New staff look set to suffer payments cut

11th June 2004 at 01:00
PENSIONS: Raising retirement age means young teachers will get 19% less

Younger teachers have been dismayed to discover that they could receive substantially smaller pensions than they were expecting, thanks to government plans to raise the retirement age. "I stand to lose 15 per cent of my pension if I retire at 60, as I was planning," says Iain Freeland, a 29-year-old who is head of science at Bradford Challenge college.

"This is not what I had in mind when I opted to join the Teachers' Pension Scheme. Teachers have always regarded the good pension as deferred salary.

It is one of our few perks."

Actuarial calculations reveal that under the Government's new plans, 25-year-old teachers who joined the scheme this year could lose nearly a fifth of their pension if they retire at 60.

As the Association of Teachers and Lecturers points out, funding for teachers' pensions has always taken account of increased longevity. It says that 0.4 per cent of the increase in the employers' contributions, from 8.35 per cent to 13.5 per cent in April 2003, was specifically to pay for this.

The union is also concerned that late entrants to the profession will stand little chance of building up a decent pension, and that new teachers already burdened with student loans will be deterred from joining the scheme.

The union has accused the Government of attempting to divide and rule the teaching force through its policy of raising the pension age for all teachers aged under 50 on September 1 last year. "The most dramatic effect will be on younger teachers, yet they don't always have the experience of the pension scheme to realise what they're missing," says Sue Johnson, head of pensions at ATL, one of the most active campaigners against the changes.

Ms Johnson says that an information leaflet from the Department for Education and Skills fails to make clear how much younger teachers stand to lose. The leaflet, which is going out to teachers with their annual pension statements, gives illustrations only of the pension reductions faced by older teachers. It says that teachers now in their fifties will lose nothing if they retire at 60, while those who reach 60 in 2014 will miss out on less than 1 per cent of the pension they were expecting. Teachers who turn 60 in 2023 will only lose 7 per cent if they retire in that year, according to the DfES.

Under the new system, all teachers under 50 today who retire before the new pension age of 65 will suffer actuarial reductions to the benefits they earn after 2013. From 2010, 55 will be the earliest retirement age because of changes to Inland Revenue rules. The leaflet says that one of the main reasons for raising the pension age is "the fact that many people want to work longer and build up higher pensions".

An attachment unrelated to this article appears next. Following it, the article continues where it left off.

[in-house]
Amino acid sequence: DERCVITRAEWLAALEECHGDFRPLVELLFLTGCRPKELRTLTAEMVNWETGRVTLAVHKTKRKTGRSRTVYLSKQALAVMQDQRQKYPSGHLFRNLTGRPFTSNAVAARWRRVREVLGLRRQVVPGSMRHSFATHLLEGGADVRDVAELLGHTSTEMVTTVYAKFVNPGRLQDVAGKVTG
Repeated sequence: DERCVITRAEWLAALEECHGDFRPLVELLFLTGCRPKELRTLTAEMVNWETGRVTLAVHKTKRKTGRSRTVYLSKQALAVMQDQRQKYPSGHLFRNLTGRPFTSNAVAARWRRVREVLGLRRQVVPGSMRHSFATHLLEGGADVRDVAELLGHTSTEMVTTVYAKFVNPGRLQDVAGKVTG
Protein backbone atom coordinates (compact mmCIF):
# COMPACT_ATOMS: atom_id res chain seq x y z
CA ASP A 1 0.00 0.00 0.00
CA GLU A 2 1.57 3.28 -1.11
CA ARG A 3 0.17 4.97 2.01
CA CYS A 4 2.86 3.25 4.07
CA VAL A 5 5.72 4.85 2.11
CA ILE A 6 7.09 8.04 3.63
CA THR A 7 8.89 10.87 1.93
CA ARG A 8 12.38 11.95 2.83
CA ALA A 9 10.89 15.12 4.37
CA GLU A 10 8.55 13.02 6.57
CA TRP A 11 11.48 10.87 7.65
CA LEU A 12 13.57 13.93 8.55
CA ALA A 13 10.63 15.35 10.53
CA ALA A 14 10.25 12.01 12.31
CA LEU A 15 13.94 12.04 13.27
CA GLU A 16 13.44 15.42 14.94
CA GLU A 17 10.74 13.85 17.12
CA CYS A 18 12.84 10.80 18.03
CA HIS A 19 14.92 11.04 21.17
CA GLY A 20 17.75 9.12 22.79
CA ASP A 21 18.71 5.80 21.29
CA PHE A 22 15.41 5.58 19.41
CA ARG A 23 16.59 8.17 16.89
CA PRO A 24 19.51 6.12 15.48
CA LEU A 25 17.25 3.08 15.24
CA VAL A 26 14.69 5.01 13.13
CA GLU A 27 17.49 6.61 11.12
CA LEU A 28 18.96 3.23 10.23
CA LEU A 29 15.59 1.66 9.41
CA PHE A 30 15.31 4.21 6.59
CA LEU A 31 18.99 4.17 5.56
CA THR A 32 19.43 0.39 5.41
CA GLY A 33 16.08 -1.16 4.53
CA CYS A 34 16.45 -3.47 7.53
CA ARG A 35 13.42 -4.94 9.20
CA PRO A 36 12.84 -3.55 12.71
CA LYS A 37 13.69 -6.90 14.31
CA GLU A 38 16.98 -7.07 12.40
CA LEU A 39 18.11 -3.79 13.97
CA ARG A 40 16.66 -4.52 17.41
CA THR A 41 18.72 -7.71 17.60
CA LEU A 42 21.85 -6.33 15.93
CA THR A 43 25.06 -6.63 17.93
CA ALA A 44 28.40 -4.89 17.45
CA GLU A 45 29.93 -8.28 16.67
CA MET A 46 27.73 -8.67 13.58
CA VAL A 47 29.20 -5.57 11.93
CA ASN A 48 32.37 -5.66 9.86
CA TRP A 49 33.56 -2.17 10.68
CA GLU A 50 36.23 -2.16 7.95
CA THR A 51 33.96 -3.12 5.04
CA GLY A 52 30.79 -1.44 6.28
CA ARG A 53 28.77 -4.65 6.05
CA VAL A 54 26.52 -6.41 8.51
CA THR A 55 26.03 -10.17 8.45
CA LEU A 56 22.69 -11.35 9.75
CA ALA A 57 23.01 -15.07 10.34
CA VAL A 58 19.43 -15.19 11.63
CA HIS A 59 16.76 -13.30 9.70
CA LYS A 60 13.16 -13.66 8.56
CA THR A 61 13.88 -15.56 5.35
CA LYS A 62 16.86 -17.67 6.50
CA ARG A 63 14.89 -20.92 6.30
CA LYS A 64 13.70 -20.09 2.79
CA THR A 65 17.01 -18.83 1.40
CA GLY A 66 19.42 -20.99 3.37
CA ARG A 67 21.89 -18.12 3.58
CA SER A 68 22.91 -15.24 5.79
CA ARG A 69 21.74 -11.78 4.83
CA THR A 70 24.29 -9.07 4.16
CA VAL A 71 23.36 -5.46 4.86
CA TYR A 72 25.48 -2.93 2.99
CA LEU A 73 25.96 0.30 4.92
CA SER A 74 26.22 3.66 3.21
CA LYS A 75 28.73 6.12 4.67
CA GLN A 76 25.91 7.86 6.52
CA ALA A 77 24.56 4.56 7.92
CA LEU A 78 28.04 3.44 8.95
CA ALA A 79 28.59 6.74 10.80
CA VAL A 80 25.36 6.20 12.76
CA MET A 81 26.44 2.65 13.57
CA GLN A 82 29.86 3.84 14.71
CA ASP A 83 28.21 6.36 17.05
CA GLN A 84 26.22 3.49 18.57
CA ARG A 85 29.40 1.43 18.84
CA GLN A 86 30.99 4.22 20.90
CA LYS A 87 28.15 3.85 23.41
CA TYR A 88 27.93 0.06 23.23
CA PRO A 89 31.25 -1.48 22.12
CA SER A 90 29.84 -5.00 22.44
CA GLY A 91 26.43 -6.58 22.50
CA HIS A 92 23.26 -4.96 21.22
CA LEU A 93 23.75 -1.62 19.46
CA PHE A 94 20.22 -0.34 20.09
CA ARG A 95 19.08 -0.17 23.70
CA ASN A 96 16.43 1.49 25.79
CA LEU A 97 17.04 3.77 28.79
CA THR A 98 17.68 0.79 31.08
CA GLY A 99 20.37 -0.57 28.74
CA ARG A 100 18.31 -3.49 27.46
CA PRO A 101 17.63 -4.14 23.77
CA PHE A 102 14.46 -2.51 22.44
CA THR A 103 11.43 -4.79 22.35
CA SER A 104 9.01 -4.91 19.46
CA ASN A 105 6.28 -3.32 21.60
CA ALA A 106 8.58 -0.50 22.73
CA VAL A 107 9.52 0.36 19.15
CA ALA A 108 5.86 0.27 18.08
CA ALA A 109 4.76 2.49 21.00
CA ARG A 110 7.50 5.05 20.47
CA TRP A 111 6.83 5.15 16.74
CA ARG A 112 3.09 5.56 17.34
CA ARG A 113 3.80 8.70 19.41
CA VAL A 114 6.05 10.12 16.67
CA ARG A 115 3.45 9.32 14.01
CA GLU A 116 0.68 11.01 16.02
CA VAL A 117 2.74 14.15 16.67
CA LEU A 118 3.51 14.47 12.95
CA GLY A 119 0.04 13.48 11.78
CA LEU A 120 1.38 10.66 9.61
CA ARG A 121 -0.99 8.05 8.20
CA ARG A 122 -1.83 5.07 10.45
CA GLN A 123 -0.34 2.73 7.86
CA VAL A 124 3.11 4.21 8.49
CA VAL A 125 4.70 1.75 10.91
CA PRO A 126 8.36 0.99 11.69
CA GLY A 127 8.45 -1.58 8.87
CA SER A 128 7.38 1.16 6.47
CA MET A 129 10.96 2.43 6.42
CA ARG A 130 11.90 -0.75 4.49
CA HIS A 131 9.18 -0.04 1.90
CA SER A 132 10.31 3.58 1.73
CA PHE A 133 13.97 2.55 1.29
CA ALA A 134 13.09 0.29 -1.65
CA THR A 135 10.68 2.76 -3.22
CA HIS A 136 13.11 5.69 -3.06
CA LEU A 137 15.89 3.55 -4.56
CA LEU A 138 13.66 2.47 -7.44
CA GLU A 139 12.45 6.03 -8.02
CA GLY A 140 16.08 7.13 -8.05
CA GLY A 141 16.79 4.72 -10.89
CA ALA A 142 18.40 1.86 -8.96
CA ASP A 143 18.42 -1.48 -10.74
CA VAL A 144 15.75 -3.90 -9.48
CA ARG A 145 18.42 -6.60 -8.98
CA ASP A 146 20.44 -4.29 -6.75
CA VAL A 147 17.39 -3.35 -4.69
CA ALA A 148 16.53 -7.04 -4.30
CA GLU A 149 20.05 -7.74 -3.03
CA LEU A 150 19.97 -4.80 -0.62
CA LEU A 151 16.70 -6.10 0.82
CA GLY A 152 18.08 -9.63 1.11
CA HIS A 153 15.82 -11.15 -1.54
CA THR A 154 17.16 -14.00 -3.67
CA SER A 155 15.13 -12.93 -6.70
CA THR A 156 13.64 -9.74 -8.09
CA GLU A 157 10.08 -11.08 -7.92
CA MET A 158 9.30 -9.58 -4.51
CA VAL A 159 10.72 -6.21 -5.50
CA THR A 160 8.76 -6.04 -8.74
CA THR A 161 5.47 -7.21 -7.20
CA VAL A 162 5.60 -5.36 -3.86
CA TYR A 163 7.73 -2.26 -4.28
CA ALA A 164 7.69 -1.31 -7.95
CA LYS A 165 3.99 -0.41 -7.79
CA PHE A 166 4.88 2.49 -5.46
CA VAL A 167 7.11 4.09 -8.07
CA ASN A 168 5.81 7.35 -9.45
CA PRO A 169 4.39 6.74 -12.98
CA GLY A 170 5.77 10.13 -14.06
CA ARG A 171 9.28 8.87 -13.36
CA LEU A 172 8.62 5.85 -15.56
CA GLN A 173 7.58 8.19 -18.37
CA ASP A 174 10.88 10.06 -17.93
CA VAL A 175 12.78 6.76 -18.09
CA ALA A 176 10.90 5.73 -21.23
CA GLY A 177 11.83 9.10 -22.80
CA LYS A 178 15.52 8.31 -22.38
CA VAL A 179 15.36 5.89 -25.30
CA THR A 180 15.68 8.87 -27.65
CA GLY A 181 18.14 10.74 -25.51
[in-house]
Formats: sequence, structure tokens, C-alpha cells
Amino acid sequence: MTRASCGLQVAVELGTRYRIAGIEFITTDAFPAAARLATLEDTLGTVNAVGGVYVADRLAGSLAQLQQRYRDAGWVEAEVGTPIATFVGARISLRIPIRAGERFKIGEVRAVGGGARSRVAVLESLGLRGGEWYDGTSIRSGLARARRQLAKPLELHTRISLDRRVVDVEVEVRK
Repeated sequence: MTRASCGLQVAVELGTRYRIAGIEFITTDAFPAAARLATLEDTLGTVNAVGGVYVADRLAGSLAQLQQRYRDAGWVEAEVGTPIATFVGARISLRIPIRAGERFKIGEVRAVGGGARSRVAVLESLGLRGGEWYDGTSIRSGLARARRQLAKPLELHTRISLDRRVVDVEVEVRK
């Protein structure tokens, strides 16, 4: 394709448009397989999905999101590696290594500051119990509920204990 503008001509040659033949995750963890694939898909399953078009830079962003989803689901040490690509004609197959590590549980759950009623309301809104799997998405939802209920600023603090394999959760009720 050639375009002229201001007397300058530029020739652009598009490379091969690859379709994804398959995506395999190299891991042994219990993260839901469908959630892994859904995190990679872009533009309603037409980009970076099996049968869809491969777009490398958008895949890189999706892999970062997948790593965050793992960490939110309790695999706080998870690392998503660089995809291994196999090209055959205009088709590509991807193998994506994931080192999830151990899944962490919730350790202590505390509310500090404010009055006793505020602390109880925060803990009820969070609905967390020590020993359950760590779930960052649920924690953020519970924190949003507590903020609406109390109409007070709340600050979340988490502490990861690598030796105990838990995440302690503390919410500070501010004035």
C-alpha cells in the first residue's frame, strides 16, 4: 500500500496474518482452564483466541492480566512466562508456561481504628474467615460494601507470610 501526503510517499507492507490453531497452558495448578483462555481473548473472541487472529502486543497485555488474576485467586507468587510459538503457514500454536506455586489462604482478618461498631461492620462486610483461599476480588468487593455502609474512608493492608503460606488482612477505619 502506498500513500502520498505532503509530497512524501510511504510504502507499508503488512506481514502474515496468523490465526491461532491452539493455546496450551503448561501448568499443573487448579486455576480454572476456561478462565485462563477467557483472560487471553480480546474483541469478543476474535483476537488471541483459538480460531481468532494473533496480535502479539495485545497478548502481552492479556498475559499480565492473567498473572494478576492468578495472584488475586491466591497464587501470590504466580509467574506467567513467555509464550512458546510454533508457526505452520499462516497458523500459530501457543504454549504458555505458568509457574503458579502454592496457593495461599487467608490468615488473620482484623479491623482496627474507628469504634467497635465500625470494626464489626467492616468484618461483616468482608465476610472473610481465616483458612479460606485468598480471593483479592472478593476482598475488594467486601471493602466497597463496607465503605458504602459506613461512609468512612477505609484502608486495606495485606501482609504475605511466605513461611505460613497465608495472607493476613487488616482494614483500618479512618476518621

Ms Johnson criticises this as disingenuous. "The latest figures do not show that teachers have a desire to carry on until they are 65. They want a quality retirement." During 20002-2003, just over 50 per cent of teachers retired before they were 60.

A spokesman for the DfES says: "The examples in the leaflet are merely illustrative and should not be used for calculating individual pensions, particularly those which would not be payable for many years. It would be inaccurate to estimate projections until details of the modernised TPS are known."

Meanwhile, 20 public service unions have launched a campaign which opposes the rise in the pension age. The unions are urging teachers and other public servants to lobby their MPs about the proposed changes.

The TUC is holding a pensions rally in Trafalgar Square on June 19: See pensions details on your union's website.


* Twenty-five-year-old teachers joining the pension scheme now would accumulate nine years of benefits under the old pension rules (2004-2013) and 26 years under the new rules if they retired at 60. They could lose 19 per cent of the pension they would have gained under today's system.

* Thirty-five-year-old teachers who joined the scheme 10 years ago would earn 19 years' benefits under the old pension scheme and 16 years under the new rules if they took their pension at 60. They could forfeit 11 per cent of the pension they'd have gained under the current system.

These illustrations take no account of possible improvements to the TPS which may be introduced alongside the higher pension age. With thanks to RSM Robson Rhodes: 0161 455 3318.

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